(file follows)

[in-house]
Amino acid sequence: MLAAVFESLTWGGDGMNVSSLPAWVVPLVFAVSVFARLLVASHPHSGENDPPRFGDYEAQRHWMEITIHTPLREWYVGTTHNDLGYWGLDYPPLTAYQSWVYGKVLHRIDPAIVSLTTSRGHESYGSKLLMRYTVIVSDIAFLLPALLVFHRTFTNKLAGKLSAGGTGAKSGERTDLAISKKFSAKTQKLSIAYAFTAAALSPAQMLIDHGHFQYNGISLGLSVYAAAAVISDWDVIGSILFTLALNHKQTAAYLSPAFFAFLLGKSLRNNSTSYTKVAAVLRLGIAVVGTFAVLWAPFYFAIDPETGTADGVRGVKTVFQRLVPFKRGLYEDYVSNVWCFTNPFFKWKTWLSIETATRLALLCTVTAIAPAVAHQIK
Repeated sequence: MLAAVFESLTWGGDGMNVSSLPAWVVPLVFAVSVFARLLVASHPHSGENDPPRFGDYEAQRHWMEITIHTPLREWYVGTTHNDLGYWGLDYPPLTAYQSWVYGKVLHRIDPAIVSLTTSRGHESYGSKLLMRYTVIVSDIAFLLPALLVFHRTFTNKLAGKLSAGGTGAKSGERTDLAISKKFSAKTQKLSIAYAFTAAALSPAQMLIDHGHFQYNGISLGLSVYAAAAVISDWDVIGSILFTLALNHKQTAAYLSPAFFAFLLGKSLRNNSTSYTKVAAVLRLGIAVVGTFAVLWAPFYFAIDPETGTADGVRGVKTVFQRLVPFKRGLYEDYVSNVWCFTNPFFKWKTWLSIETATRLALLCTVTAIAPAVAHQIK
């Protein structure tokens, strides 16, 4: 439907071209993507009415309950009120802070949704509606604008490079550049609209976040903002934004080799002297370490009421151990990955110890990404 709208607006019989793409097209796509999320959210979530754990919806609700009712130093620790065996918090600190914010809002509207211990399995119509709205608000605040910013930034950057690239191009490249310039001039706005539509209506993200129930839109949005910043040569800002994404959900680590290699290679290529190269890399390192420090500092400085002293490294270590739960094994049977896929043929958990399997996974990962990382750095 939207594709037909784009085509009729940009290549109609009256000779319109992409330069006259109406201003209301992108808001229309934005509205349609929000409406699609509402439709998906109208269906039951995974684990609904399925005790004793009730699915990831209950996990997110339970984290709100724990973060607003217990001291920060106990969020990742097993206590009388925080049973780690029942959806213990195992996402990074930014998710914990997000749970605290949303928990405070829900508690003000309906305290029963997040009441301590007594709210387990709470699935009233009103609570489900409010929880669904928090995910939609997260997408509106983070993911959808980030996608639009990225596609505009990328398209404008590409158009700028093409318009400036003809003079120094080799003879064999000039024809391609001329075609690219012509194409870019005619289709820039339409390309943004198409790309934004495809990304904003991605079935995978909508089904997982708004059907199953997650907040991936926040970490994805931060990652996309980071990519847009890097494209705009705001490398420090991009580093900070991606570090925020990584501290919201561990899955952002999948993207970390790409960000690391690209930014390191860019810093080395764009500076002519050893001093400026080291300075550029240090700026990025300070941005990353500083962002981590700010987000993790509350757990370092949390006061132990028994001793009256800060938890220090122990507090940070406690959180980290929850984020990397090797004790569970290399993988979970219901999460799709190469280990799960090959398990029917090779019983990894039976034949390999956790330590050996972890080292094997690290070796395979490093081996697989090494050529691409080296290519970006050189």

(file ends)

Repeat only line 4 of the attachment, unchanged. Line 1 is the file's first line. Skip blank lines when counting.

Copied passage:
């Protein structure tokens, strides 16, 4: 439907071209993507009415309950009120802070949704509606604008490079550049609209976040903002934004080799002297370490009421151990990955110890990404 709208607006019989793409097209796509999320959210979530754990919806609700009712130093620790065996918090600190914010809002509207211990399995119509709205608000605040910013930034950057690239191009490249310039001039706005539509209506993200129930839109949005910043040569800002994404959900680590290699290679290529190269890399390192420090500092400085002293490294270590739960094994049977896929043929958990399997996974990962990382750095 939207594709037909784009085509009729940009290549109609009256000779319109992409330069006259109406201003209301992108808001229309934005509205349609929000409406699609509402439709998906109208269906039951995974684990609904399925005790004793009730699915990831209950996990997110339970984290709100724990973060607003217990001291920060106990969020990742097993206590009388925080049973780690029942959806213990195992996402990074930014998710914990997000749970605290949303928990405070829900508690003000309906305290029963997040009441301590007594709210387990709470699935009233009103609570489900409010929880669904928090995910939609997260997408509106983070993911959808980030996608639009990225596609505009990328398209404008590409158009700028093409318009400036003809003079120094080799003879064999000039024809391609001329075609690219012509194409870019005619289709820039339409390309943004198409790309934004495809990304904003991605079935995978909508089904997982708004059907199953997650907040991936926040970490994805931060990652996309980071990519847009890097494209705009705001490398420090991009580093900070991606570090925020990584501290919201561990899955952002999948993207970390790409960000690391690209930014390191860019810093080395764009500076002519050893001093400026080291300075550029240090700026990025300070941005990353500083962002981590700010987000993790509350757990370092949390006061132990028994001793009256800060938890220090122990507090940070406690959180980290929850984020990397090797004790569970290399993988979970219901999460799709190469280990799960090959398990029917090779019983990894039976034949390999956790330590050996972890080292094997690290070796395979490093081996697989090494050529691409080296290519970006050189």